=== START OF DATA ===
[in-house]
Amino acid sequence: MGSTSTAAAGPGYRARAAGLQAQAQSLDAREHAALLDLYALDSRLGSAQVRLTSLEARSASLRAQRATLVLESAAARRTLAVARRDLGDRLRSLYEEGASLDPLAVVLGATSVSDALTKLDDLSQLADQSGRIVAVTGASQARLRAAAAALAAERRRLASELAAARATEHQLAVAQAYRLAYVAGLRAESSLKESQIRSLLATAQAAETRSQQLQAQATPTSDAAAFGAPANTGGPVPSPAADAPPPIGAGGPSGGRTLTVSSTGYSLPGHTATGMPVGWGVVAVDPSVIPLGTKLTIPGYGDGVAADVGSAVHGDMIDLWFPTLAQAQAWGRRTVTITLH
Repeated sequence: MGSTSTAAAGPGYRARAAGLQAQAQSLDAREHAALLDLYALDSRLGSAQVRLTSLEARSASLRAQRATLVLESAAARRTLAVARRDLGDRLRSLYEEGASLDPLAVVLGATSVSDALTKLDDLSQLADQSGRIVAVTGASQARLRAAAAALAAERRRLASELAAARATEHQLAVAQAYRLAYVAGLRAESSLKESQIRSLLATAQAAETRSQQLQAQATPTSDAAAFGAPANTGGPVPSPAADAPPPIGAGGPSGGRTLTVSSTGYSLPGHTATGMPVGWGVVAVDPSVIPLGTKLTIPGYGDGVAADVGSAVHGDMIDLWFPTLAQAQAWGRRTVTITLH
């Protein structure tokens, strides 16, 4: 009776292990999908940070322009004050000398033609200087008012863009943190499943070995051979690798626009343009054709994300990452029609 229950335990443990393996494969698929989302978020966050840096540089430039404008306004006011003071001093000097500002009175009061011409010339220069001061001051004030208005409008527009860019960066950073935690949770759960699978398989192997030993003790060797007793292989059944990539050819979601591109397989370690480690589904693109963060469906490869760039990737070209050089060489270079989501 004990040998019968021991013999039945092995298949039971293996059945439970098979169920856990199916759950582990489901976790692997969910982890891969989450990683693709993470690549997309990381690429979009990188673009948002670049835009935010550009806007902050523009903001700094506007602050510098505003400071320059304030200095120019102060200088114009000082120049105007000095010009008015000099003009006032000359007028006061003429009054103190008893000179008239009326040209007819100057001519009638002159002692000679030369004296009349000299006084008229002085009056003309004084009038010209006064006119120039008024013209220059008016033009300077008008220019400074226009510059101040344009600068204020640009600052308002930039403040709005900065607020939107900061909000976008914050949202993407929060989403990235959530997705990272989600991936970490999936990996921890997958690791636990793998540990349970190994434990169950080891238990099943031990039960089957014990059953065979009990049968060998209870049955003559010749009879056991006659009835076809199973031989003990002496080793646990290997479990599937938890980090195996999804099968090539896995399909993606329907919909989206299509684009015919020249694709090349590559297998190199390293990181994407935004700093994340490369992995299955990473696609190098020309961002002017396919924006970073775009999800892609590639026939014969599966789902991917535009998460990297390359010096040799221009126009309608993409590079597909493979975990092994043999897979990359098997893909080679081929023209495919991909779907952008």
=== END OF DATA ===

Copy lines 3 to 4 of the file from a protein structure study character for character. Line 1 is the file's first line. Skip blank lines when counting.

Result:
Repeated sequence: MGSTSTAAAGPGYRARAAGLQAQAQSLDAREHAALLDLYALDSRLGSAQVRLTSLEARSASLRAQRATLVLESAAARRTLAVARRDLGDRLRSLYEEGASLDPLAVVLGATSVSDALTKLDDLSQLADQSGRIVAVTGASQARLRAAAAALAAERRRLASELAAARATEHQLAVAQAYRLAYVAGLRAESSLKESQIRSLLATAQAAETRSQQLQAQATPTSDAAAFGAPANTGGPVPSPAADAPPPIGAGGPSGGRTLTVSSTGYSLPGHTATGMPVGWGVVAVDPSVIPLGTKLTIPGYGDGVAADVGSAVHGDMIDLWFPTLAQAQAWGRRTVTITLH
């Protein structure tokens, strides 16, 4: 009776292990999908940070322009004050000398033609200087008012863009943190499943070995051979690798626009343009054709994300990452029609 229950335990443990393996494969698929989302978020966050840096540089430039404008306004006011003071001093000097500002009175009061011409010339220069001061001051004030208005409008527009860019960066950073935690949770759960699978398989192997030993003790060797007793292989059944990539050819979601591109397989370690480690589904693109963060469906490869760039990737070209050089060489270079989501 004990040998019968021991013999039945092995298949039971293996059945439970098979169920856990199916759950582990489901976790692997969910982890891969989450990683693709993470690549997309990381690429979009990188673009948002670049835009935010550009806007902050523009903001700094506007602050510098505003400071320059304030200095120019102060200088114009000082120049105007000095010009008015000099003009006032000359007028006061003429009054103190008893000179008239009326040209007819100057001519009638002159002692000679030369004296009349000299006084008229002085009056003309004084009038010209006064006119120039008024013209220059008016033009300077008008220019400074226009510059101040344009600068204020640009600052308002930039403040709005900065607020939107900061909000976008914050949202993407929060989403990235959530997705990272989600991936970490999936990996921890997958690791636990793998540990349970190994434990169950080891238990099943031990039960089957014990059953065979009990049968060998209870049955003559010749009879056991006659009835076809199973031989003990002496080793646990290997479990599937938890980090195996999804099968090539896995399909993606329907919909989206299509684009015919020249694709090349590559297998190199390293990181994407935004700093994340490369992995299955990473696609190098020309961002002017396919924006970073775009999800892609590639026939014969599966789902991917535009998460990297390359010096040799221009126009309608993409590079597909493979975990092994043999897979990359098997893909080679081929023209495919991909779907952008």